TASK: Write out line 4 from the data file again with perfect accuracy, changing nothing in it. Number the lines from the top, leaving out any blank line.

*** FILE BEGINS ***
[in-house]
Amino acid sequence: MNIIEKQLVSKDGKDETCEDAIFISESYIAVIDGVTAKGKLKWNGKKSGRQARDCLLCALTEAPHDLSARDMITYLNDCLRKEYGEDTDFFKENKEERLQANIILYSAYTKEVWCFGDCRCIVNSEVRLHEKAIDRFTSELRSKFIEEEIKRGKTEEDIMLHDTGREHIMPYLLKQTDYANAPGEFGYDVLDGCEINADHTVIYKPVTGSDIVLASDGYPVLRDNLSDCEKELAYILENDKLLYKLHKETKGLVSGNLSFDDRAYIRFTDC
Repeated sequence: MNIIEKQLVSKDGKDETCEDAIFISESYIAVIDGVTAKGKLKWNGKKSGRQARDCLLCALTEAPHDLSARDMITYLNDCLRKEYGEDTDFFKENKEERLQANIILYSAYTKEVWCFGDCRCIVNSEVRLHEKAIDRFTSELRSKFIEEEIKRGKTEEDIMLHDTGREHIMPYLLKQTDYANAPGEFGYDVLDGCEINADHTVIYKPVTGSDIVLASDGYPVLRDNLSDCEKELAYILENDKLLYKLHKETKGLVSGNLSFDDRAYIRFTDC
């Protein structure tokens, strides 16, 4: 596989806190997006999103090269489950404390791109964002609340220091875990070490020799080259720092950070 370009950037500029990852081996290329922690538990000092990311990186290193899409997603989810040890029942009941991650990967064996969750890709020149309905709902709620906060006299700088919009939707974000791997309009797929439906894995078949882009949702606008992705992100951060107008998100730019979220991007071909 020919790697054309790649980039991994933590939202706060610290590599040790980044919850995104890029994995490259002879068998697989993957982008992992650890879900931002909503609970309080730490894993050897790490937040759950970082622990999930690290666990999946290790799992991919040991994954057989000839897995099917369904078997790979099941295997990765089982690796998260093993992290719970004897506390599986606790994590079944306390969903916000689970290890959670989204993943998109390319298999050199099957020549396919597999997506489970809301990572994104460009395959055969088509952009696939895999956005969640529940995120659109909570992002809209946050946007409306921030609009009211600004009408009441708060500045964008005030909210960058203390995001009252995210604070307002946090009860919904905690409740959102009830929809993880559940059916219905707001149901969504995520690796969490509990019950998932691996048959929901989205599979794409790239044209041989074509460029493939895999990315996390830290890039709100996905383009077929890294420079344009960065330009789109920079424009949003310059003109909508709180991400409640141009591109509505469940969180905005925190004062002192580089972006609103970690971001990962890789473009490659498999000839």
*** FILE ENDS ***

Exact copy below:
């Protein structure tokens, strides 16, 4: 596989806190997006999103090269489950404390791109964002609340220091875990070490020799080259720092950070 370009950037500029990852081996290329922690538990000092990311990186290193899409997603989810040890029942009941991650990967064996969750890709020149309905709902709620906060006299700088919009939707974000791997309009797929439906894995078949882009949702606008992705992100951060107008998100730019979220991007071909 020919790697054309790649980039991994933590939202706060610290590599040790980044919850995104890029994995490259002879068998697989993957982008992992650890879900931002909503609970309080730490894993050897790490937040759950970082622990999930690290666990999946290790799992991919040991994954057989000839897995099917369904078997790979099941295997990765089982690796998260093993992290719970004897506390599986606790994590079944306390969903916000689970290890959670989204993943998109390319298999050199099957020549396919597999997506489970809301990572994104460009395959055969088509952009696939895999956005969640529940995120659109909570992002809209946050946007409306921030609009009211600004009408009441708060500045964008005030909210960058203390995001009252995210604070307002946090009860919904905690409740959102009830929809993880559940059916219905707001149901969504995520690796969490509990019950998932691996048959929901989205599979794409790239044209041989074509460029493939895999990315996390830290890039709100996905383009077929890294420079344009960065330009789109920079424009949003310059003109909508709180991400409640141009591109509505469940969180905005925190004062002192580089972006609103970690971001990962890789473009490659498999000839």